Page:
How to Navigate Different Demographics Across Marketplaces

Nearly 70 percent of Americans shop online regularly. And why not? It’s convenient, easy, and rewarding, especially when consumers find a better deal than they would in brick and mortar stores. But of that 70 percent, who exactly is shopping online? And as a retailer, how can you target these demographics across various marketplaces?

When you know who your customer is, you know how to interact with them. You’re not going to treat a 23 year old the same way you’d treat a 45 year old in a physical store, so why treat them differently online? While you could have a good idea of your target demographic, it could vary across marketplaces. Those who use Amazon are not the same as those who visit your webstore, and you need to plan accordingly.

Using demographics to improve the customer experience is the best way to increase customer retention and boost sales. Since there is no one-size-fits-all approach when it comes to multichannel selling, you need to craft different selling strategies for each of your selling channels. Here’s how you can accomplish that:


Millennials are a driving force for eCommerce. Even though they only make up 26 percent of the population today, they contribute 35 percent of online retail spending. Despite their strong spending power, your store’s visitors are going to vary beyond one age group. But since they can be a tricky demographic to market to, it’s better to be prepared with innovative techniques that any age group–including millennials–would appreciate.

The best way to reach consumers nowadays is by word of mouth. Advertising is too abrasive, whereas hearing about a store from friends is more reliable, especially on social media. So encourage shoppers to leave reviews and keep an eye on social channels like Twitter and Facebook.

Also keep your site optimized for mobile shopping. Since 2012, mobile purchases have increased by 24 percent across all age groups, so now is the time to capitalize on its popularity.  The benefits of an independent webstore is that you can customize your messaging and experience however you like. But how can you provide a great experience on a third party marketplace?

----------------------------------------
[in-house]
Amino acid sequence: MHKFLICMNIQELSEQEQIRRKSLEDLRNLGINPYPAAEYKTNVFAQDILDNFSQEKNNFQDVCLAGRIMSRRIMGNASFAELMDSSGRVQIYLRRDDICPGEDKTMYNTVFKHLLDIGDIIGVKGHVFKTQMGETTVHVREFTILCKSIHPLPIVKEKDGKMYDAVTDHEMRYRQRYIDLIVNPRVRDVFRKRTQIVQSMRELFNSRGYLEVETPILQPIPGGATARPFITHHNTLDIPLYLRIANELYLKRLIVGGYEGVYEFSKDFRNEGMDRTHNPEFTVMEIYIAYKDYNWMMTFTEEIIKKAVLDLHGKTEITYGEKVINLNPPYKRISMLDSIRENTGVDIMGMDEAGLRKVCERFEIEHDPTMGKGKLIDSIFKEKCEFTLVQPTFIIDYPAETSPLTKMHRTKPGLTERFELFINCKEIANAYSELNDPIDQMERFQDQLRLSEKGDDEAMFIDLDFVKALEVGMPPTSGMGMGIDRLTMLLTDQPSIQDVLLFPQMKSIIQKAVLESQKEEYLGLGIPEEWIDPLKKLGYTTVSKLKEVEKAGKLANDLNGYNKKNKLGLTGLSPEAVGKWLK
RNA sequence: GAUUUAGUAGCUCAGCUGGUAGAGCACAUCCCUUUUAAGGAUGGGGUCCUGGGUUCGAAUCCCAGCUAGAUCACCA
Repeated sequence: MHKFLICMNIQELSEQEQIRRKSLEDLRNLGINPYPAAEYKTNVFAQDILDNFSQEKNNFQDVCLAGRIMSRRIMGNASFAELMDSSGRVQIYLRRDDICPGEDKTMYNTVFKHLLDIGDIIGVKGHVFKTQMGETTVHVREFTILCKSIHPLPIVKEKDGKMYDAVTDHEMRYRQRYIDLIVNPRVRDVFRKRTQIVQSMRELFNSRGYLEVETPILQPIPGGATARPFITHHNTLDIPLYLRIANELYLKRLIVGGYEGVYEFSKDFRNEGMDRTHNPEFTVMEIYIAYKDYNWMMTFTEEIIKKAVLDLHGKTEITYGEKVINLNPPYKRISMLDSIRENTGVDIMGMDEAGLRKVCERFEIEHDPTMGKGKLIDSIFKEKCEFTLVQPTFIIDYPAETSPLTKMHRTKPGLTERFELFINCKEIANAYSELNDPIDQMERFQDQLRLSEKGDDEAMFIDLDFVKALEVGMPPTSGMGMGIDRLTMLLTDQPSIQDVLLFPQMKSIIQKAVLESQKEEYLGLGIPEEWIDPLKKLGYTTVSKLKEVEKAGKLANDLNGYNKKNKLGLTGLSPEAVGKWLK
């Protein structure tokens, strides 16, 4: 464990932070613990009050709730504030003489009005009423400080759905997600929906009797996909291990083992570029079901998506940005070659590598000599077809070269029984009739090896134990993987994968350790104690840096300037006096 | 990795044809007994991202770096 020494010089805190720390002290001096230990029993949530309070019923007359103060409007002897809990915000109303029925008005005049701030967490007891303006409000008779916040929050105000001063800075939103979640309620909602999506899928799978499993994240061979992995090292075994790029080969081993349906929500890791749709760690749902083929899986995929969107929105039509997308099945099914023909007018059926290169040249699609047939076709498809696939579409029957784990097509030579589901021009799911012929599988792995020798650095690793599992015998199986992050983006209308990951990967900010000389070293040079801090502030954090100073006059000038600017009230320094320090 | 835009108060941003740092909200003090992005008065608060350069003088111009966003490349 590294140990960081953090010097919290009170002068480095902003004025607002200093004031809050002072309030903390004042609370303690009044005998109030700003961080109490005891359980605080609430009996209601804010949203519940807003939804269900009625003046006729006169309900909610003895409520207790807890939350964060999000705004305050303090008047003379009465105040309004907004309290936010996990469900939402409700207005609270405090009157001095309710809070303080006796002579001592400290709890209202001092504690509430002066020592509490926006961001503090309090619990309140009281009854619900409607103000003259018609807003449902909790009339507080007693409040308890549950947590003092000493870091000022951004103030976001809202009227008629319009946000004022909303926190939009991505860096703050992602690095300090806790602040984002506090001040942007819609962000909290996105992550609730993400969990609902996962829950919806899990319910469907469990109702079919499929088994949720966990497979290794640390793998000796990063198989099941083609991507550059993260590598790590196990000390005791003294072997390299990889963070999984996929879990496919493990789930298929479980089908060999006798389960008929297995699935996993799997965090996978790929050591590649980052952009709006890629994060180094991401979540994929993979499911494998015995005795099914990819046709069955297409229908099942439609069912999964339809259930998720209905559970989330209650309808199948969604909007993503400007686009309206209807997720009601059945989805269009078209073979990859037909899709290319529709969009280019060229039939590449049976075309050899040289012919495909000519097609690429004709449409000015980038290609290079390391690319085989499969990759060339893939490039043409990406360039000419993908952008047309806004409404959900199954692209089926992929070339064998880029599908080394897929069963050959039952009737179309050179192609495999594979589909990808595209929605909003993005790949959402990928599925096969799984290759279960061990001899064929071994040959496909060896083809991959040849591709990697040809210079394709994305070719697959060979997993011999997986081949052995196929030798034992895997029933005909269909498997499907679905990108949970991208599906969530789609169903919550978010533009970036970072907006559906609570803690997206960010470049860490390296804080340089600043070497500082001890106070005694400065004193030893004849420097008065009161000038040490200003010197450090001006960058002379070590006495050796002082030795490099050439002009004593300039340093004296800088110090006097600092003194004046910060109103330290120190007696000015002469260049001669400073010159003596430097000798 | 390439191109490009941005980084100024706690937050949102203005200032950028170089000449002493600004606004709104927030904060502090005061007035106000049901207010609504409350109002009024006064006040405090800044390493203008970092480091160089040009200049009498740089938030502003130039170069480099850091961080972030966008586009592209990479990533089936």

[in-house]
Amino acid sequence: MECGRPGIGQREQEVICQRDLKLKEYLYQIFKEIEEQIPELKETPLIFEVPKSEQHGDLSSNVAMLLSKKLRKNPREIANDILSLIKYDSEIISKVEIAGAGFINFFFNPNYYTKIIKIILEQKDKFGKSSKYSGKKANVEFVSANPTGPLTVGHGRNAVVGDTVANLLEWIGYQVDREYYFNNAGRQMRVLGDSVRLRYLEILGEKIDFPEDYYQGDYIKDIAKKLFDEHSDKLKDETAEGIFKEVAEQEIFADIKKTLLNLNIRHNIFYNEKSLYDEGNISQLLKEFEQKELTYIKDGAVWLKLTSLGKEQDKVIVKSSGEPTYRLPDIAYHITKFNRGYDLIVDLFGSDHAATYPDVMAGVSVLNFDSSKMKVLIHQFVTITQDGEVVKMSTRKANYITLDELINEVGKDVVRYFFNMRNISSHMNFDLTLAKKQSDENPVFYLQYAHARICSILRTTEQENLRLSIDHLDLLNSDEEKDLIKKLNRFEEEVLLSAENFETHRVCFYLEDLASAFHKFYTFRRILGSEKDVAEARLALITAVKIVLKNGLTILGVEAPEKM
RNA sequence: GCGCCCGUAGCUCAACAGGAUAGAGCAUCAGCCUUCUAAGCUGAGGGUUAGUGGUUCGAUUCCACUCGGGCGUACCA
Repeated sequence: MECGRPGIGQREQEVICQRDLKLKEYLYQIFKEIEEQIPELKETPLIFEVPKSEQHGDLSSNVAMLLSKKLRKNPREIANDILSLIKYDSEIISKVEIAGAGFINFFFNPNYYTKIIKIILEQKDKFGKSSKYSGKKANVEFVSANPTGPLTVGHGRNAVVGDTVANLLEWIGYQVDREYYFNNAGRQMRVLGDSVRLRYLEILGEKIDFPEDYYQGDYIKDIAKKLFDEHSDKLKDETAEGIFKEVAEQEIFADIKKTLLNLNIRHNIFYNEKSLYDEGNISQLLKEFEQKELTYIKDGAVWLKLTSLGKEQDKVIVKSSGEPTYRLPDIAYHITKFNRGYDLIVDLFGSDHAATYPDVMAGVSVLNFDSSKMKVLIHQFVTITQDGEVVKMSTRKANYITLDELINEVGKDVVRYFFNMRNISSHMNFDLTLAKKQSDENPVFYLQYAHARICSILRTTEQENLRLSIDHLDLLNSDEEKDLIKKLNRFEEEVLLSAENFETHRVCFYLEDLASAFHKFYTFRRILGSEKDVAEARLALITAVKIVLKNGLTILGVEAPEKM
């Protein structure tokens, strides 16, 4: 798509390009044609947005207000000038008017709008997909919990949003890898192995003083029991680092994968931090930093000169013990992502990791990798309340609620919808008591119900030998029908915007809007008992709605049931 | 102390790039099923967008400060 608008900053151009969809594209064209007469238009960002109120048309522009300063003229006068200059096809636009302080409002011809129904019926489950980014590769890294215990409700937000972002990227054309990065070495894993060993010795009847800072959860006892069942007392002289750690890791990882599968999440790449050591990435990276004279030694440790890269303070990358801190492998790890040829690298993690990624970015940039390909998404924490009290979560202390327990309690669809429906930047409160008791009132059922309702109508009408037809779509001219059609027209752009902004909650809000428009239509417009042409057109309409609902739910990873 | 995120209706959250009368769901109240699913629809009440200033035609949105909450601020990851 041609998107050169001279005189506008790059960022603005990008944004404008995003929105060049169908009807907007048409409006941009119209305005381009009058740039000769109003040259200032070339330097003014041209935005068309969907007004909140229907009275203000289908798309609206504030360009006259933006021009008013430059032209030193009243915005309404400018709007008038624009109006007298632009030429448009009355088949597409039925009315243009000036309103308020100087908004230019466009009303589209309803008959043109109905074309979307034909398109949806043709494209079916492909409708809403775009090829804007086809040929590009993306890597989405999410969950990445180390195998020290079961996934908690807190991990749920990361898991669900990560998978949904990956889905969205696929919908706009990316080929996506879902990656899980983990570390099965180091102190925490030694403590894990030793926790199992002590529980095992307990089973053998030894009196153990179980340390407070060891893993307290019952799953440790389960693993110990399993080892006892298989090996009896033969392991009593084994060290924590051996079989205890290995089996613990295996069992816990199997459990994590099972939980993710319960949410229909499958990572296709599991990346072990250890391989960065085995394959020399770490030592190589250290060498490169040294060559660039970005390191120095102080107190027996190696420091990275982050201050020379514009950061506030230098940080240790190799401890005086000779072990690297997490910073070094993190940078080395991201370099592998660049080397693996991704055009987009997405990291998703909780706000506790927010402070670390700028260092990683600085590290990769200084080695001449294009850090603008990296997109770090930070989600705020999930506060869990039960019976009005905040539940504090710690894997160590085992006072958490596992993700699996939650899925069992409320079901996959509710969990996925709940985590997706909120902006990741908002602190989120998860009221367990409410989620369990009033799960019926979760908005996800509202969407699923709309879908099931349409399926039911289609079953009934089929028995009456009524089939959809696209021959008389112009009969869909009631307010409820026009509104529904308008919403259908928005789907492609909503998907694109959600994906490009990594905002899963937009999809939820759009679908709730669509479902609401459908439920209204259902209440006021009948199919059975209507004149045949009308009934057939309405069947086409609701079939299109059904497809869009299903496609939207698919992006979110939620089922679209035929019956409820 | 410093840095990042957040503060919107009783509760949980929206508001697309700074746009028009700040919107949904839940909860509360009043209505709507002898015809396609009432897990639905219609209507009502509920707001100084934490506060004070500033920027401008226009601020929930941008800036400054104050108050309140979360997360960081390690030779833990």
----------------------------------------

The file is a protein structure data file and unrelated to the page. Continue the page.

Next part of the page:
Amazon is the largest marketplace in the western hemisphere. Roughly 86 percent of all online shoppers shop on Amazon, so the potential customer acquisition is huge. But who are the most common Amazon shoppers? Looking at Prime subscribers is a great way to see who goes on Amazon the most.

The largest demographic of Prime members is made up of 35-49 year olds. The majority of Amazon shoppers who don’t use Prime are 30-39 year olds. Both of these groups value free shipping and discounts on a nearly equal level, which is why many invest in Prime memberships.

If you’re not Prime eligible, now is the time to put in the work to achieve the status. It’s the most convenient way to stick out from the millions of sellers on the marketplace. Those who use Prime are looking for the fastest complimentary shipping, so make sure you can oblige. The best way to do this is to entrust your fulfillment processes with Amazon’s FBA service.


Similar to Amazon Prime members, roughly 32 percent of eBay account holders are 35-49 years old. But research shows that most consumers who visit eBay are looking to find deals. With this in mind, make sure your prices are competitive and attractive to your shoppers. Consider adopting a bid pricing strategy. Start with a low price, and let consumer demand increase it to its appropriate price.

These different selling channels require different strategies due to their demographics and their interests. Don’t implement the same strategies on every channel, but there are a couple of good strategies that can be useful regardless of the channel you’re selling on. This includes fast and affordable shipping, competitive prices, and an effective site layout.

Make sure your prices are competitive on every channel you sell on with Wiser.

Contributing writer: Brian Smyth

Arie Shpanya

Arie is the former COO, Executive Chairman, and Co-Founder of Wiser, a dynamic pricing and merchandising engine for online retailers and brands. He has extensive experience in business development with a focus on eCommerce (eBay and Amazon), and is a guest blogger on Econsultancy, VentureBeat, and more.

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